Life sometimes seems illogical. Individuals do strange things: take drugs, have unprotected sex, mug each other. Love seems irrational, and so does divorce. On a larger scale, life seems no fairer or easier to fathom: Why do some neighborhoods thrive and others become ghettos? Why is racism so persistent? Why is your idiot boss paid a fortune for sitting behind a mahogany altar? Thorny questions–and you might be surprised to hear the answers coming from an economist.
But Tim Harford, award-winning journalist and author of the bestseller The Undercover Economist, likes to spring surprises. In this deftly reasoned book, Harford argues that life is logical after all. Under the surface of everyday insanity, hidden incentives are at work, and Harford shows these incentives emerging in the most unlikely places.
Using tools ranging from animal experiments to supercomputer simulations, an ambitious new breed of economist is trying to unlock the secrets of society. The Logic of Life is the first book to map out the astonishing insights and frustrating blind spots of this new economics in a way that anyone can enjoy.
The Logic of Life presents an X-ray image of human life, stripping away the surface to show us a picture that is revealing, enthralling, and sometimes disturbing. The stories that emerge are not about data or equations but about people: the athlete who survived a shocking murder attempt, the computer geek who beat the hard-bitten poker pros, the economist who defied Henry Kissinger and faked an invasion of Berlin, the king who tried to buy off a revolution.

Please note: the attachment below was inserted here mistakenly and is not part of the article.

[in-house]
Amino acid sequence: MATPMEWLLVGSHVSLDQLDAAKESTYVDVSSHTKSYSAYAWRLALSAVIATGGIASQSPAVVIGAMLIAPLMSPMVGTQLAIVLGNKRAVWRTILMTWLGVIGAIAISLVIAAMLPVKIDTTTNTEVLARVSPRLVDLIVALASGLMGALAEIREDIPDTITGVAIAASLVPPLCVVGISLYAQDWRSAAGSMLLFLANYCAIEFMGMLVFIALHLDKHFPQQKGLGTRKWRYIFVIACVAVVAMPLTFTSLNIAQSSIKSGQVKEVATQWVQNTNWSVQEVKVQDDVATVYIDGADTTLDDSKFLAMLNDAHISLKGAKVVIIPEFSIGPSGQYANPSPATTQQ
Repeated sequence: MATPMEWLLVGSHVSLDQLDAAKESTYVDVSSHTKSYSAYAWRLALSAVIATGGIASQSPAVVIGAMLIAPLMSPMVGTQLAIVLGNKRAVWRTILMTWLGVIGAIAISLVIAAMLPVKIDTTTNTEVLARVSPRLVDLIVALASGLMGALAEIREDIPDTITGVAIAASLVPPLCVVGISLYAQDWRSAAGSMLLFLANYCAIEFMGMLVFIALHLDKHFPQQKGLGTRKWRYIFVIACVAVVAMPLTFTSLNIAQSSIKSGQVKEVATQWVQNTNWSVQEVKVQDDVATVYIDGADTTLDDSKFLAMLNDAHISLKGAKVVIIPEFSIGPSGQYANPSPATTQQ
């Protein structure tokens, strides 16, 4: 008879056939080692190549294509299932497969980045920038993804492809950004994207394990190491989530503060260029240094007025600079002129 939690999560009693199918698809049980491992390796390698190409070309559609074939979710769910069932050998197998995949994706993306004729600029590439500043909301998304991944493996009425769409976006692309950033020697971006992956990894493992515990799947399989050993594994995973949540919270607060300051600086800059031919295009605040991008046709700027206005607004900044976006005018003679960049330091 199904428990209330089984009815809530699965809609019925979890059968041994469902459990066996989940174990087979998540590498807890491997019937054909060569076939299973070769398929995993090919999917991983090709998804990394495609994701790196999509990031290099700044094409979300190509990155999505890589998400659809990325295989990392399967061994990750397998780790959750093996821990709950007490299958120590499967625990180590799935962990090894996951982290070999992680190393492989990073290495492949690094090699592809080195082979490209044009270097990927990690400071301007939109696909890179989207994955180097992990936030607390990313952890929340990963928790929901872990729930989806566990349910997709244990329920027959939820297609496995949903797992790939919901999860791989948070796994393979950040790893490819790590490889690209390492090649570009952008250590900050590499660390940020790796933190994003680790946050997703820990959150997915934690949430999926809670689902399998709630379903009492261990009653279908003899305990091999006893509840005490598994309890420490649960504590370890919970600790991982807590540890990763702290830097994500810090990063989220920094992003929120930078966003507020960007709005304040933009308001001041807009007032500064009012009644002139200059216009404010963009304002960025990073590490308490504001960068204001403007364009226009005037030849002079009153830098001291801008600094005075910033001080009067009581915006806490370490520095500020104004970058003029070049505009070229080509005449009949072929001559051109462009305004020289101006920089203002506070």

Once you’ve read this quotable and addictive book, life will never look the same again.
About the Author
Tim Harford is the author of the bestseller "The Undercover Economist" and "The Logic of Life" and a member of the editorial board of the "Financial Times, " where he also writes the "Dear Economist" column. He is a regular contributor to "Slate, Forbes, " and NPR's "Marketplace." He was the host of the BBC TV series "Trust Me, I'm an Economist "and now presents the BBC series "More or Less." Harford has been an economist at the World Bank and an economics tutor at Oxford University. He lives in London with his wife and two daughters.
“Highly readable, funny and daringly contentious . . . a whopping good time.”
–San Francisco Chronicle
“[Tim] Harford sets off on an enormously entertaining yarn backed by the findings of expert economists. He spins playfully, but smartly, across matters of sex, crime, gambling, addiction, marriage, racism, ghettos and politics, and he makes it all, well, titillating at times. Really.”
“Harford has a knack for explaining economic principles and problems in plain language and, even better, for making them fun.”
–The New York Times
“[Harford] is an amiable guide for the non-specialist reader . . . but his command of the subject is such that even a well-schooled economist will discover much that is new.”
“Highly engaging . . . entertaining and provocative.”
“A fascinating work with many ‘aha’ moments.”
“Smart, charming, penetrating, and wise.”
–Stephen J. Dubner, co-author of Freakonomics
“Chock-full of numbers and money talk, but oddly entertaining.”
“Charming and informative.”
“Like Harford’s earlier book, The Undercover Economist–if you haven’t got it, get it–this book uses the basic theory of rational choice to make transparent the logic behind common but important puzzling phenomena. Even a trained economist can enjoy discovering what he didn’t realize he already knew. I did.”
–Thomas C. Schelling, 2005 Nobel Laureate in Economics
“This witty, intelligent book will help you see the entire world in a new light.”
–Tyler Cowen, author of Discover Your Inner Economist